There was the question of the size of the province--one province, two provinces, or three provinces. He had heard it suggested that a large slice of Eastern Assiniboia be added to Manitoba and the other parts of the Territories formed into provinces. He believed in one province. It was said that one large province alongside of Manitoba would make Manitoba look small and make the map lack symmetry. To be carved up to suit symmetry in the minds of cabinet ministers did not suit the west. He was in favor of lines drawn where people had been living under a distinct government; and to make a division for any other reason would destroy the equilibrium of our institutions and good government, nor was there any line within the Territories where it could be said that one system of government could start and another end. He would contend that there should be one seat of government, one civil service and one province. Upon that he proposed to go to the country. As yet they had no mandate from the people but it was the duty of the Legislature to educate the people on the question of entering Confederation. In response to a question, Mr. Haultain said that he would take every acre as far as the North Pole into this province and would oppose the annexation of any part to Manitoba, in fact in his opinion such annexation would be illegal.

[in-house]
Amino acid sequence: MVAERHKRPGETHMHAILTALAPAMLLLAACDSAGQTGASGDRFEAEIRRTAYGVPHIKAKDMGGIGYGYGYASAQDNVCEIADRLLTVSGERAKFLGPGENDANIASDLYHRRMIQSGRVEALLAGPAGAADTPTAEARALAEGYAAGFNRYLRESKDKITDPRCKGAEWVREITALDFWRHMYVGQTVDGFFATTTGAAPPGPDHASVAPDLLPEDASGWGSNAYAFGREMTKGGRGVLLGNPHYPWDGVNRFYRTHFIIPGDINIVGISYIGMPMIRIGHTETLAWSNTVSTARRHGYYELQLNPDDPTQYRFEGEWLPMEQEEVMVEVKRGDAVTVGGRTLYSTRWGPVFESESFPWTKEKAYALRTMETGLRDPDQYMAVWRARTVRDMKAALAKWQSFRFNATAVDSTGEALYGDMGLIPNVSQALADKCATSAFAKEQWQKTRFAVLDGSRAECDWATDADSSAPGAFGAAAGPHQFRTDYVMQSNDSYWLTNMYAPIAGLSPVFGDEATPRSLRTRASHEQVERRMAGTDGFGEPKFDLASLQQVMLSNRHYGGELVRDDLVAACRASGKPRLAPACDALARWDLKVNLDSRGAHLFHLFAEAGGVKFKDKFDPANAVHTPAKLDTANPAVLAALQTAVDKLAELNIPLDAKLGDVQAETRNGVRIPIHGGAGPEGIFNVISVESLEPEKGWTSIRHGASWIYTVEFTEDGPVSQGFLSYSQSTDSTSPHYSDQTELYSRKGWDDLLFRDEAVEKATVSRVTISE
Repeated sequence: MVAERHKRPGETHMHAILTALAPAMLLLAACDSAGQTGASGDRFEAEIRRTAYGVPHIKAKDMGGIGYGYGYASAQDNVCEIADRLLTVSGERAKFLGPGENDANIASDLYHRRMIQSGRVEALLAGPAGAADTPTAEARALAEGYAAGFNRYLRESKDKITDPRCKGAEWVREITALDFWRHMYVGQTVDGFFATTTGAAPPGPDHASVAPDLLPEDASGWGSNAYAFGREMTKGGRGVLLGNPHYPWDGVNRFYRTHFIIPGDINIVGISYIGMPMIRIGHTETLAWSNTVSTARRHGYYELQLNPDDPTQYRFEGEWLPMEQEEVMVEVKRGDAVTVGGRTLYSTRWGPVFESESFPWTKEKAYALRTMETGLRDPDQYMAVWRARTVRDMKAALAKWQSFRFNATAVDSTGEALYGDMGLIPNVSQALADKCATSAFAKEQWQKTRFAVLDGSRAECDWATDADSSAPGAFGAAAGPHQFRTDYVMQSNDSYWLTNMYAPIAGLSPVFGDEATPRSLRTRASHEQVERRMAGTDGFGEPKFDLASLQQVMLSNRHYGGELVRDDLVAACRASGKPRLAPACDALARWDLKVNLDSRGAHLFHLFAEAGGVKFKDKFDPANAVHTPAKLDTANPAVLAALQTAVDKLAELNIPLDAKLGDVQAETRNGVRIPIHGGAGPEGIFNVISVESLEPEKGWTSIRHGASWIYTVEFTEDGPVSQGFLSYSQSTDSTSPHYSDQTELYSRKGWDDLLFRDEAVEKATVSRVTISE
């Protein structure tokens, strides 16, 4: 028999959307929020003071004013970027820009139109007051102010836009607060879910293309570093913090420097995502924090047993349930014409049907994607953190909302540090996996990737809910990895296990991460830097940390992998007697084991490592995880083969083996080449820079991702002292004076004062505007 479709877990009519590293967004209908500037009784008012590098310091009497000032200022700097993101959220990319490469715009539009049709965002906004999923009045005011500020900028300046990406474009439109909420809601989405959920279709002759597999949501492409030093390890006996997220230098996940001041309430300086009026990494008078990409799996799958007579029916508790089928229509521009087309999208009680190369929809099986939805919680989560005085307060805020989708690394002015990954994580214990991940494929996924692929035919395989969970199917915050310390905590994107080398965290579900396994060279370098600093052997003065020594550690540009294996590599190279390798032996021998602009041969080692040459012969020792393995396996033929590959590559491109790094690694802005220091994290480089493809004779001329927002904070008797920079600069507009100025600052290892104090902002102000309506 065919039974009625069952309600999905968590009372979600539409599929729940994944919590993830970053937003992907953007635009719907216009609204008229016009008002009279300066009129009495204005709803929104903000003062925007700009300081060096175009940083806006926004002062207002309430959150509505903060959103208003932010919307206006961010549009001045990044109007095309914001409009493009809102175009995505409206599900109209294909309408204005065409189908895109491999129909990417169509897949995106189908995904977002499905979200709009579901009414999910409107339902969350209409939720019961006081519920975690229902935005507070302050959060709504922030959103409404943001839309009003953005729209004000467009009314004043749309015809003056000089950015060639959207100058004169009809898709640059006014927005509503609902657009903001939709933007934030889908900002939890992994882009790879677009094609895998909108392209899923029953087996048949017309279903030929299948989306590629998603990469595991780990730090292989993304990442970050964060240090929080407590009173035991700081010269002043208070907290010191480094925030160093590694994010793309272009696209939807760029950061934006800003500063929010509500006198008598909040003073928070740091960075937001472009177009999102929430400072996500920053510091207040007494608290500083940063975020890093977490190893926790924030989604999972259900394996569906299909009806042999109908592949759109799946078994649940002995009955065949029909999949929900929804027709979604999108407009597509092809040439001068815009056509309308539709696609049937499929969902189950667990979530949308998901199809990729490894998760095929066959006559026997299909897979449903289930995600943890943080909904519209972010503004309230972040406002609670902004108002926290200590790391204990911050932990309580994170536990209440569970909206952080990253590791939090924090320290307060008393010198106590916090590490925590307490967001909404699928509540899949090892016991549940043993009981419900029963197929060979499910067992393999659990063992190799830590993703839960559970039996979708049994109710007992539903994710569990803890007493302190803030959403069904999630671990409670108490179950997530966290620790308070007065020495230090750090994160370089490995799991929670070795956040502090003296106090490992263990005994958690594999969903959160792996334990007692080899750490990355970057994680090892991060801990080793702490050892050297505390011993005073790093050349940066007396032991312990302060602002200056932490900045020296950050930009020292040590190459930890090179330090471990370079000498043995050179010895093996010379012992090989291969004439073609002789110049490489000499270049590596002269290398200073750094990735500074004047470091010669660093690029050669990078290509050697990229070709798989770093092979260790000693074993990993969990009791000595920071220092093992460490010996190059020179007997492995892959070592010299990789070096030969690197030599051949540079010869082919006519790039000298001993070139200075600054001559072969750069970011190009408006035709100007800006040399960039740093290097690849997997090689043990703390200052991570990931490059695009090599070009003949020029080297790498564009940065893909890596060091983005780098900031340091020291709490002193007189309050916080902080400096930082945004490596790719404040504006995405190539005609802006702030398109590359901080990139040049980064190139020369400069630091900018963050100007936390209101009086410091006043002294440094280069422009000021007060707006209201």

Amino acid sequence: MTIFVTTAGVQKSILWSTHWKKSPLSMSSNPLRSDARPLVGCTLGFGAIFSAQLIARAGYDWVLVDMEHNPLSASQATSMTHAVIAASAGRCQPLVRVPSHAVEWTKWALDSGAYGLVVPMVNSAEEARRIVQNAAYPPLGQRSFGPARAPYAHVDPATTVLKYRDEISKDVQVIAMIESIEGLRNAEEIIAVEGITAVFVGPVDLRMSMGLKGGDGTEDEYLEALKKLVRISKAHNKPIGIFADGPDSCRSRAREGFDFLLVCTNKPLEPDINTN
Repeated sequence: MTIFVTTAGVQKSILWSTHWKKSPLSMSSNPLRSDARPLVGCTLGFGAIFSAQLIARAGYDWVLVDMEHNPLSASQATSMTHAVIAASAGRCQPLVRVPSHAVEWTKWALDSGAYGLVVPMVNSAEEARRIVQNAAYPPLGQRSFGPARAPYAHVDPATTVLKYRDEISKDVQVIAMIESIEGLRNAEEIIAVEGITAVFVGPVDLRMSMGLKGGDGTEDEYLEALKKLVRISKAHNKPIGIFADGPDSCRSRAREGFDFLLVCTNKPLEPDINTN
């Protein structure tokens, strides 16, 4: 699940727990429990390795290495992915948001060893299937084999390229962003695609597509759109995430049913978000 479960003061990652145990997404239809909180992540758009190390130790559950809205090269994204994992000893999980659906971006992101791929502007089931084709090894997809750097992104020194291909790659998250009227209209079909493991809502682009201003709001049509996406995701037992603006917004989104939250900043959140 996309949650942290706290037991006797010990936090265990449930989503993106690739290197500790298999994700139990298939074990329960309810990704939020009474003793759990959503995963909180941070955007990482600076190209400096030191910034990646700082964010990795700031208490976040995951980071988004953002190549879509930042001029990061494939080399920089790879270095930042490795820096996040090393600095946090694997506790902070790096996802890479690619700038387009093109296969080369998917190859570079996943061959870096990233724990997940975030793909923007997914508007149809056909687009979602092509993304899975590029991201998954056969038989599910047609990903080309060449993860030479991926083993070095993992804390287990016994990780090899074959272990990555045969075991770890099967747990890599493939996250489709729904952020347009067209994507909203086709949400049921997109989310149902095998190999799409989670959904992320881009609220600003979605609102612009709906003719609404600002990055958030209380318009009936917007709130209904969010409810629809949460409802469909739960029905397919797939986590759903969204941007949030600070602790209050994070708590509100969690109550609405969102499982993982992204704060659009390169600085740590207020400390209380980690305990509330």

Mr. Haultain then turned his attention to Federal politics and its bearing on the Assembly and remarked that local affairs were not affected by the larger questions. A member might be sound on a local question and not quite certain on the tariff or hold a diverse view on matters in the Yukon. Local questions were too important for a division and a waste of energy on Dominion politics. When he came before them with local questions he might as well be a Republican or Democrat, as a Liberal or Conservative as far as it affected Territorial questions. He was a Conservative. One of his colleagues, Mr. Ross, was a Liberal yet they worked together. Mr. Ross had been a loyal colleague and a personal friend and they were united on questions of local policy. Would it be reasonable, asked Mr. Haultain, for him to say to Mr. Ross, “You have been a loyal friend and colleague to me, but unfortunately you are a Grit and I’m a Tory and we can’t work together.” Could he appeal to them for support against Mr. Ross on such a fallacious plea? No! He would meet with the defeat he deserved and be told to go to Ottawa, the place for Federal politics. He was altogether opposed to jeopardizing important local questions for the sake of the party. Questions had to be settled at Ottawa whether Liberals or Conservatives were there and a strong feeling against spending money in the west had to be met, which influenced any federal government. He had got as little satisfaction from one as the other. This was a time when the people of the Territories should fight shoulder to shoulder to obtain their own. If Federal politics were introduced the forces which could be used in support of provincial terms would be divided and it was not a time for division. All forces should be united for pressing towards these terms of entering into Confederation. At the next meeting of the legislature the attention of the government would be devoted to bringing these questions before the people. The government had no mandate from the people to plunge them into a province. It was the government’s duty to consider and discuss interests which affected the Territories, and at present he deemed it to be the government’s duty to investigate and devise the terms that should be demanded and then say “will you send us to power to ask for those terms?” It was the duty of the legislature to prepare the people for this great question and he hoped it would be considered with that absence of party feeling and with that liberality of view which had hitherto prevailed in the North-West Assembly and without which no proper, no fair, no satisfactory solution of these questions would be arrived at. (Cheers).